Di Mauro starts off with a more promising argument against Dombrowski and Deltete’s “ontological” reason for Augustine and Aquinas’s belief in the sinfulness of abortion. However, he resorts to simply asserting his own beliefs to refute the “perversity” reason: “Indeed, how could anyone, even in today’s society, deny that abortion adulterates the true spirit of marriage?” Given that the “true spirit of marriage” is quite a contentious issue in today’s society and the fact that numerous people within today’s society do disagree with this statement, it is a problematic counterargument. This is especially so since Di Mauro does not support this claim in any way and treats it as self-evident. But this is an approach that Di Mauro uses frequently when discussing the positions of pro-choice groups. His approach to these positions is to simply state them, using deprecating terms and accusations. He concludes that he has demonstrated these opposing views “to be inconsistent with the traditions of the Christian church. One can only conclude that these adherents of pro-choice Christianity have created new and unfounded biblical interpretations in order to create a theology of abortion which, quite simply, does not exist.”12 This is certainly a possibility, but all that Di Mauro does is object to their interpretations because they disagree with his own.
 Having dealt with critics, Di Mauro turns to his attempt to show that Christianity is currently a pro-life religion. His long section outlining the positions of mainline Christian denominations has some serious promise of being a particularly interesting recent history of the abortion debate within Christianity. However, Di Mauro’s own bias comes through even more clearly in this section, which is so one-sided that it is better characterized as a recent history of the pro-life movement in mainline Christian denominations. When a denomination is officially “pro-choice,” Di Mauro writes a few lines about this and then turns, almost in a tone of hero-worship, to cataloging pro-life efforts and figures within that denomination. If the denomination is officially “pro-life,” Di Mauro focuses almost solely on the pro-life figures from that denomination with very few sentences about any pro-choice efforts within that denomination. It can hardly be considered a balanced look at the controversy.
 Finally, Di Mauro offers some statistics that he believes will offset any belief that the Christian faithful are truly split on the issue of abortion. He adds up the number of adherents to each denomination and counts them as pro-life or pro-choice according to the official stance of the denomination. He thus figures that 72.20% of all Christians, worldwide, are pro-life. He readily admits that this is an inexact science, yet stands by the conclusion that close to three-quarters of all Christians are pro-life because he has skewed the data in favor of the pro-choice camp by counting all “unknowns” as pro-choice. He also acknowledges that not all members of a denomination adhere to the official position, but that the number of defectors would probably roughly offset. But this calculation is extremely problematic. Even supposing that the numbers of Christians have been counted up properly, Di Mauro’s argument is akin to arguing that, because Obama won 67.8% of the electoral votes in the 2008 presidential election, a little better than two-thirds of the voters cast their votes for him. In reality, only about 53%, or a little better than half, of voters voted for Obama.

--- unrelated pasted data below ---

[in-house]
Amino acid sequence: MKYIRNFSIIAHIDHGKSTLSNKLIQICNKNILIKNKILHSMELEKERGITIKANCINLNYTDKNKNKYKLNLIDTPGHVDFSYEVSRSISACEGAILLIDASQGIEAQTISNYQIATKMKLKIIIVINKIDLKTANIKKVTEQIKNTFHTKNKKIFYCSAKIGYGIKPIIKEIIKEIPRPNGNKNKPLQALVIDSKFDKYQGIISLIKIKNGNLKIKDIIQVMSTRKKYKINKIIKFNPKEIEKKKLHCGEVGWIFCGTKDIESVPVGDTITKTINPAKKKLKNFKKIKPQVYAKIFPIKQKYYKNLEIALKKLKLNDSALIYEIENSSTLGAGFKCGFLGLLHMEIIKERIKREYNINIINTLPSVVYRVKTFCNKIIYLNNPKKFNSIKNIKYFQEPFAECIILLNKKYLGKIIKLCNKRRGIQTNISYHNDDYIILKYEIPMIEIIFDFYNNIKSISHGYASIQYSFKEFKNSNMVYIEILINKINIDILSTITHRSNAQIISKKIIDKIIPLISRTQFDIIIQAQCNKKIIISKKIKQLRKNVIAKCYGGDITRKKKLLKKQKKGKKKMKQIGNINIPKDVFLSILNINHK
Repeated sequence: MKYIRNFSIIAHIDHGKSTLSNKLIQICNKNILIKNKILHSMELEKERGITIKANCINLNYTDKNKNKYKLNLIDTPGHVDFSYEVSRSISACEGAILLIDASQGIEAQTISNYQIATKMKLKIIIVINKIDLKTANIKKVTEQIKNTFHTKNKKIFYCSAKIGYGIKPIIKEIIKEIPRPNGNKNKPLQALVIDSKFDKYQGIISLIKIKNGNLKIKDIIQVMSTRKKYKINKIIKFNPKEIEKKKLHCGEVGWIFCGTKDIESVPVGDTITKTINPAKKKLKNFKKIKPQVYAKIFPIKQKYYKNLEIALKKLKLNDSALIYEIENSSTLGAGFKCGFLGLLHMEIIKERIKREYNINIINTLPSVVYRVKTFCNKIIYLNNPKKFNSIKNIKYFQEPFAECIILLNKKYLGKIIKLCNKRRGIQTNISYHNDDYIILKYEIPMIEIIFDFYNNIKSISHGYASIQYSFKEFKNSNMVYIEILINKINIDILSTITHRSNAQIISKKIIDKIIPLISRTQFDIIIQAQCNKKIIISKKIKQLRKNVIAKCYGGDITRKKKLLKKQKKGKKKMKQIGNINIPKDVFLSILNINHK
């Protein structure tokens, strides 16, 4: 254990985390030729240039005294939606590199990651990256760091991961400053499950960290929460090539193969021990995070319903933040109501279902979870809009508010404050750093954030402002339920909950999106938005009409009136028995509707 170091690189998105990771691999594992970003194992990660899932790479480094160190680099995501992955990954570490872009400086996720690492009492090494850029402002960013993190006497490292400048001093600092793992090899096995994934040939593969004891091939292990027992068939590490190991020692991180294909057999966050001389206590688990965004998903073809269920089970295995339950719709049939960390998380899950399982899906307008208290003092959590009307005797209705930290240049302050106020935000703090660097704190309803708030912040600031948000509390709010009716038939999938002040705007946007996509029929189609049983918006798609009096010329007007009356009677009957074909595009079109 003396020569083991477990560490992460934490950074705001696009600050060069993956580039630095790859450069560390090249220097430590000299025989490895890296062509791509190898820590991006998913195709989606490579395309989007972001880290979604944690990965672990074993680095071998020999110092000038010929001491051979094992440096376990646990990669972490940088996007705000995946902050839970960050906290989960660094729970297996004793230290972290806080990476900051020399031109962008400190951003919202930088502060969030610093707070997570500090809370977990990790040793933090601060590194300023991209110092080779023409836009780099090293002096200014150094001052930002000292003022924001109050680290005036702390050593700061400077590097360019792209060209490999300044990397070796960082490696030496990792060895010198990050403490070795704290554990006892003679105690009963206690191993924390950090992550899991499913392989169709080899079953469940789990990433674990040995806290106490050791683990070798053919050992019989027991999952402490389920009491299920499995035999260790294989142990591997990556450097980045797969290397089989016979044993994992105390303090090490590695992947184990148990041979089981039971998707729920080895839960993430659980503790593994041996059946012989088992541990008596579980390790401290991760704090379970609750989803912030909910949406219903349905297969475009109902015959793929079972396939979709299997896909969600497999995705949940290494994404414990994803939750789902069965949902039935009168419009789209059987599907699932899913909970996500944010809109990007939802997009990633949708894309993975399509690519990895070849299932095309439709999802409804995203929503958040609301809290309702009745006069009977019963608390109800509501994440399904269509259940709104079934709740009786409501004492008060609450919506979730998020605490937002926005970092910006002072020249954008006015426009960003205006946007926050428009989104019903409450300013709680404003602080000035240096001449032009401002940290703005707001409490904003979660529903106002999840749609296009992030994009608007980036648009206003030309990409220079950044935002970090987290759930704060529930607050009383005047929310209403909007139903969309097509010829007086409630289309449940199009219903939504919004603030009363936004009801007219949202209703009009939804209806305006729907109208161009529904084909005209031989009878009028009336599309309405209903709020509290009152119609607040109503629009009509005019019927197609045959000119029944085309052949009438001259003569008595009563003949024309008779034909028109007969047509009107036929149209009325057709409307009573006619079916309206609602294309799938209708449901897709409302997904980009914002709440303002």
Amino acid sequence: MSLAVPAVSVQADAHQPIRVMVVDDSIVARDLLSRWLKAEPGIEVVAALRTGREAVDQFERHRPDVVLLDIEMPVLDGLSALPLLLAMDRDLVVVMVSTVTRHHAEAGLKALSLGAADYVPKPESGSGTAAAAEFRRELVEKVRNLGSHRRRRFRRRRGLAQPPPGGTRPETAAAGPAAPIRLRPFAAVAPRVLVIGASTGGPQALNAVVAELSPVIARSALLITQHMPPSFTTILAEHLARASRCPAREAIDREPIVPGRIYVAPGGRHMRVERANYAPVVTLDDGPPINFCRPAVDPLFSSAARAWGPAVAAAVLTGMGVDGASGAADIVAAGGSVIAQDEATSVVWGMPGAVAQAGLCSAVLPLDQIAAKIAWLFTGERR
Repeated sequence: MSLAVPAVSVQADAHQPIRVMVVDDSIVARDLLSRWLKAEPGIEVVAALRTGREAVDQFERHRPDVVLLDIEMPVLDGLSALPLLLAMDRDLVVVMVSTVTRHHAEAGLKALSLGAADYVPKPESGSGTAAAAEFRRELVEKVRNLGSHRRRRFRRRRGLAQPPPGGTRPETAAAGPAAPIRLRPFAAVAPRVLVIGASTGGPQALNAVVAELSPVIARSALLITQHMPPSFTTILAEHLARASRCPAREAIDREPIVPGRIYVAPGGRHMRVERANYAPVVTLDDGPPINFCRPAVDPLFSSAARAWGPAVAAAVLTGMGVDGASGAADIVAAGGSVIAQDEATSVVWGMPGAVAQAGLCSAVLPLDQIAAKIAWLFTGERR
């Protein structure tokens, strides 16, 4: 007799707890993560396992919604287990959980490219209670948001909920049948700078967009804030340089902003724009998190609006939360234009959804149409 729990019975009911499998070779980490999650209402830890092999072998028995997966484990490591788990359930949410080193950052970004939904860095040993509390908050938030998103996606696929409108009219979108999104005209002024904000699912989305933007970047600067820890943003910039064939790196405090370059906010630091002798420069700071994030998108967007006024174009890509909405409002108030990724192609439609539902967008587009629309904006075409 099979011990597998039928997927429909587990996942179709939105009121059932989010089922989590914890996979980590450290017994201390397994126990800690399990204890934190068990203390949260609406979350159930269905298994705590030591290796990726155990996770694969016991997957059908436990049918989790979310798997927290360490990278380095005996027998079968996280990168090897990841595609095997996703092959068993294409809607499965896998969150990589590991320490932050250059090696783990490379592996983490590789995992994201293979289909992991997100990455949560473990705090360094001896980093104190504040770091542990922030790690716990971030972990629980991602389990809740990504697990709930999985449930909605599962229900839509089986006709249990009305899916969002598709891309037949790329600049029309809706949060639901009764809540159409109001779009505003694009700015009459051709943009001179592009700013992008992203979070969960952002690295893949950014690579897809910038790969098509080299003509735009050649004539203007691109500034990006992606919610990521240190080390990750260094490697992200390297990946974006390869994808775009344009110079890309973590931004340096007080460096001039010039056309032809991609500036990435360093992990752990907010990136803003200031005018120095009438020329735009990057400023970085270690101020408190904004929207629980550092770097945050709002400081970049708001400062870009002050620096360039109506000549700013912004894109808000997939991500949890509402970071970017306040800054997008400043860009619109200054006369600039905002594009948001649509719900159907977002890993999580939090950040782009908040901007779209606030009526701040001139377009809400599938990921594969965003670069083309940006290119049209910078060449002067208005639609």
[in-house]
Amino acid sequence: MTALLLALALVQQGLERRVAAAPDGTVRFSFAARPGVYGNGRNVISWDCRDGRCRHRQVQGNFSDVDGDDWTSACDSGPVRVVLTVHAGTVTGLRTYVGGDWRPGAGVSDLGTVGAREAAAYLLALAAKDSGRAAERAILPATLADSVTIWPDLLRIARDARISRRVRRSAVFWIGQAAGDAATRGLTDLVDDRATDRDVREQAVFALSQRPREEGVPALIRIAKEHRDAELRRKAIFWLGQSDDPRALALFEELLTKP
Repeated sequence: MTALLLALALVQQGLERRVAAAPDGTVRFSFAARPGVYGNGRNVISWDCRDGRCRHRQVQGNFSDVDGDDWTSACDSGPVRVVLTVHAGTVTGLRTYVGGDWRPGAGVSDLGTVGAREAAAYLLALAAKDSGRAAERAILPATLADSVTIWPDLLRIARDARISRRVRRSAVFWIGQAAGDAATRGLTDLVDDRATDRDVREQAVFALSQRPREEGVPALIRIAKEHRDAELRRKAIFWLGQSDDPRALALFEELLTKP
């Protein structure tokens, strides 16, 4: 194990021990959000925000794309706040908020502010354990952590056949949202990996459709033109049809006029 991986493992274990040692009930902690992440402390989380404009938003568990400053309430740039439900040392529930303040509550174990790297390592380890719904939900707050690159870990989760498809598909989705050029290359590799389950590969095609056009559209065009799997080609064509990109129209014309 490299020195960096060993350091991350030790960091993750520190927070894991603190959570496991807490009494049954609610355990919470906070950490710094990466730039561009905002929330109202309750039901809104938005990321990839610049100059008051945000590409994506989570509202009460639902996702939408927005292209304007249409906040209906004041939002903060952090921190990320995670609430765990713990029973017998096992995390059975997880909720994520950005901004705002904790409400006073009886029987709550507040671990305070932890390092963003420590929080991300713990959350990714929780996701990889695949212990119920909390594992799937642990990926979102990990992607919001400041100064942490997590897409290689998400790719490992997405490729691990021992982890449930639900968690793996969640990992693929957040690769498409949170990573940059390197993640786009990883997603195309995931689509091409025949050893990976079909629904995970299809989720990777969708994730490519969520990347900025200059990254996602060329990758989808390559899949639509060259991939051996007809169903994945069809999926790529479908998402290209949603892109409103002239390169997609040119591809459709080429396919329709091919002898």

But while it likely is true that most Christians worldwide are pro-life and likely even by a wide margin, this tells a Christian absolutely nothing about what position he or she should take on abortion. To argue that the majority of Christians are pro-life and therefore all Christians should be pro-life is to commit a very obvious naturalistic fallacy. That something is the case does not imply that it should be the case. In order to determine if a Christian should be pro-life, one would have to look at the biblical evidence and theological argument, none of which has been plausibly provided by Di Mauro.
 Thus, this third part of Di Mauro’s argument in favor of a Christian pro-life position falls prey to a similar problem that plagues the second part: even in showing that Christianity has been historically been a pro-life religion, Di Mauro has entirely neglected to engage the historical social context and reasoning behind that position. And, since the biblical evidence he treats as a smoking gun is actually unsubstantiated and poorly argued, there is nothing to fall back on. Thus, his conclusion that the only Christian answer to the abortion question is a pro-life answer is left entirely unsupported. When challenging Dombrowski and Deltete, Di Mauro asserts that their book “appears to be a vehicle for advancing the authors’ own agendas rather than an unbiased search for God’s will on the abortion issue.”13 His own book fits this description and this is unfortunate, since there are many better Christian arguments in favor of the pro-life position.
Rebecca Bartley Yarrison teaches medical ethics at the Center for Medical Ethics and Health Policy, Baylor College of Medicine, and has dealt with the ethics of abortion since her undergraduate days.
1. Di Mauro D. A love for life: Christianity’s consistent protection of the unborn. Wipf and Stock, Eugene, OR: 2008. p. xii.
2. Ibid., p. xiii
4. Ibid., p. 2.
5. A helpful website for Biblical translation comparison is www.biblegateway.com.
6. Di Mauro, op cit. p. 7.
7. Ibid., p. 2.
8. Luther M, tr. Die Bibel. http://quod.lib.umich.edu/l/luther/. Accessed July 13, 2009.
9. MacArthur J. The MacArthur New Testament commentary: Galatians. Moody Press, Chicago: 1987. pp. 161-162.
10. Graebner T, tr. Commentary on the epistle to the Galatians (1535) by Martin Luther. Project Wittenberg. http://www.iclnet.org/pub/resources/text/wittenberg/luther/gal/web/gal5-14.html. Accessed July 13, 2009.
11. Di Mauro, op cit. p. 36.
12. Ibid., p. 45.
13. Ibid., p. 40.